fMRI response during figural memory task performance in college drinkers

Alecia D Dager, Sharna Jamadar, Michael C Stevens, Rivkah Rosen, Rachel E Jiantonio-Kelly, Jason Flor Sisante, Sarah A Raskin, Howard Tennen, Carol Shaw Austad, Rebecca Wood, Carolyn R Fallahi, Godfrey D Pearlson

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10 Citations (Scopus)

Abstract

Rationale: Eighteen- to twenty-five-year-olds show the highest rates of alcohol use disorders (AUD) and heavy drinking, which may have critical neurocognitive implications. Regions subserving memory may be particularly susceptible to alcohol-related impairments. Objective: We used blood oxygen level-dependent (BOLD) functional magnetic resonance imaging (fMRI) to examine the neural correlates of visual encoding and recognition among heavy-drinking college students. We predicted that heavy drinkers would show worse memory performance, increased frontal/parietal activation, and decreased hippocampal response during encoding. Methods: Participants were 23 heavy drinkers and 33 demographically matched light drinkers, aged 18-20, characterized using quantity/frequency of drinking and AUD diagnosis. Participants performed a figural encoding and recognition task during fMRI. BOLD response during encoding was modeled based on whether each stimulus was subsequently recognized or forgotten (i.e., correct vs. incorrect encoding). Results: There were no group differences in behavioral performance. Compared to light drinkers, heavy drinkers showed (1) greater BOLD response during correct encoding in the right hippocampus/medial temporal, right dorsolateral prefrontal, left inferior frontal, and bilateral posterior parietal cortices; (2) less left inferior frontal activation and greater bilateral precuneus deactivation during incorrect encoding; and (3) less bilateral insula response during correct recognition (clusters >10,233 ?l, p <0.05 whole brain). Conclusions: This is the first investigation of the neural substrates of figural memory among heavy-drinking older adolescents. Heavy drinkers demonstrated compensatory hyperactivation of memory-related areas during correct encoding, greater deactivation of default mode regions during incorrect encoding, and reduced recognition-related response. Results could suggest use of different encoding and recognition strategies among heavy drinkers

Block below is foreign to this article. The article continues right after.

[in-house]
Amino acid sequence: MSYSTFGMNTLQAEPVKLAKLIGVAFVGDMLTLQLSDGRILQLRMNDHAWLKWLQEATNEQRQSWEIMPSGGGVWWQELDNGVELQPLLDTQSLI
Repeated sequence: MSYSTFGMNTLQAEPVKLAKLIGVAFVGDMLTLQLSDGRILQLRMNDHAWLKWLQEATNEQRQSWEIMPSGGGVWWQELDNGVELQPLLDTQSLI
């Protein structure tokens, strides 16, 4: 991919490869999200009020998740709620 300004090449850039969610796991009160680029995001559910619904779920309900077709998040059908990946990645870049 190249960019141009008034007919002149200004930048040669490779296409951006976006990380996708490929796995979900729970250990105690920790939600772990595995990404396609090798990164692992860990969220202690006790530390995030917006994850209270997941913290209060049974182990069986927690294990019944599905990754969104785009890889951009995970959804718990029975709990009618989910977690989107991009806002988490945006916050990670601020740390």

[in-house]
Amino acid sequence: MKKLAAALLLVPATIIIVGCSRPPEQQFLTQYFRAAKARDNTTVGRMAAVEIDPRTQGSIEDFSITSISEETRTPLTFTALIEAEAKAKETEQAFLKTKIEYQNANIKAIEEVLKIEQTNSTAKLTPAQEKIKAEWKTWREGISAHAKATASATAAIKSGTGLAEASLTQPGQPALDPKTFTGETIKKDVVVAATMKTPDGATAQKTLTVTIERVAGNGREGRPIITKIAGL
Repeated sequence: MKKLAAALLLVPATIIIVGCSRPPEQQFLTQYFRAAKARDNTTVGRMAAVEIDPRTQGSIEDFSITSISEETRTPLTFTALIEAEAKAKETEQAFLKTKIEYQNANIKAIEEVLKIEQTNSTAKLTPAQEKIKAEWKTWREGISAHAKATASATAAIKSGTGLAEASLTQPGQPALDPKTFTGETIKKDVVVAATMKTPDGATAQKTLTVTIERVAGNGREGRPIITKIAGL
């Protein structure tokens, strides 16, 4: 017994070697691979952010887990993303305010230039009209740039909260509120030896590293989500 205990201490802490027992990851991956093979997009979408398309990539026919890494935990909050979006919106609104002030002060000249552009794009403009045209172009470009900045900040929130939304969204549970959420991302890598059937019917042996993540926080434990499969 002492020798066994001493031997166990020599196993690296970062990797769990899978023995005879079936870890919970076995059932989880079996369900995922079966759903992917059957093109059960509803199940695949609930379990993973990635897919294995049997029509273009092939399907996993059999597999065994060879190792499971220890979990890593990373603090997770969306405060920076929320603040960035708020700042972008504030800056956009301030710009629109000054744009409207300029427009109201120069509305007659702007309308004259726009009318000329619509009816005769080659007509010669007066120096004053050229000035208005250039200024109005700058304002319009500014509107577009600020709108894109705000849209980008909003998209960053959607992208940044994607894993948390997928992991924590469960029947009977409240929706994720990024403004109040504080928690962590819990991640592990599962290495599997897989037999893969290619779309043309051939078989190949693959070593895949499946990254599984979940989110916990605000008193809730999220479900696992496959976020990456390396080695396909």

Original languageEnglish
Pages (from-to)167 - 179
Number of pages13
JournalPsychopharmacology
Volume231
Issue number1
DOIs
Publication statusPublished - 2014

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